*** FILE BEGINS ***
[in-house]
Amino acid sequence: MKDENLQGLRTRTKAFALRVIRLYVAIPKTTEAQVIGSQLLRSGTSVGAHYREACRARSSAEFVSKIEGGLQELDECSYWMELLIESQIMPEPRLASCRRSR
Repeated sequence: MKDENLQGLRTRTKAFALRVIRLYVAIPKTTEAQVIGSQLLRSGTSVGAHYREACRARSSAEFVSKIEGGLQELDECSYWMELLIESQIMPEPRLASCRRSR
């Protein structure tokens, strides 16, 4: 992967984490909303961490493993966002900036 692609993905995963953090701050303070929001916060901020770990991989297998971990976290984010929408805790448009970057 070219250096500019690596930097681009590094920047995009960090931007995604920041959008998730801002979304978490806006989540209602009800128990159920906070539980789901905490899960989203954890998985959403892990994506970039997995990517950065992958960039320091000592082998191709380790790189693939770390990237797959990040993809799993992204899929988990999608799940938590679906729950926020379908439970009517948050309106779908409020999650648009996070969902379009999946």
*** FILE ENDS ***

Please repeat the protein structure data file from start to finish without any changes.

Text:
[in-house]
Amino acid sequence: MKDENLQGLRTRTKAFALRVIRLYVAIPKTTEAQVIGSQLLRSGTSVGAHYREACRARSSAEFVSKIEGGLQELDECSYWMELLIESQIMPEPRLASCRRSR
Repeated sequence: MKDENLQGLRTRTKAFALRVIRLYVAIPKTTEAQVIGSQLLRSGTSVGAHYREACRARSSAEFVSKIEGGLQELDECSYWMELLIESQIMPEPRLASCRRSR
């Protein structure tokens, strides 16, 4: 992967984490909303961490493993966002900036 692609993905995963953090701050303070929001916060901020770990991989297998971990976290984010929408805790448009970057 070219250096500019690596930097681009590094920047995009960090931007995604920041959008998730801002979304978490806006989540209602009800128990159920906070539980789901905490899960989203954890998985959403892990994506970039997995990517950065992958960039320091000592082998191709380790790189693939770390990237797959990040993809799993992204899929988990999608799940938590679906729950926020379908439970009517948050309106779908409020999650648009996070969902379009999946």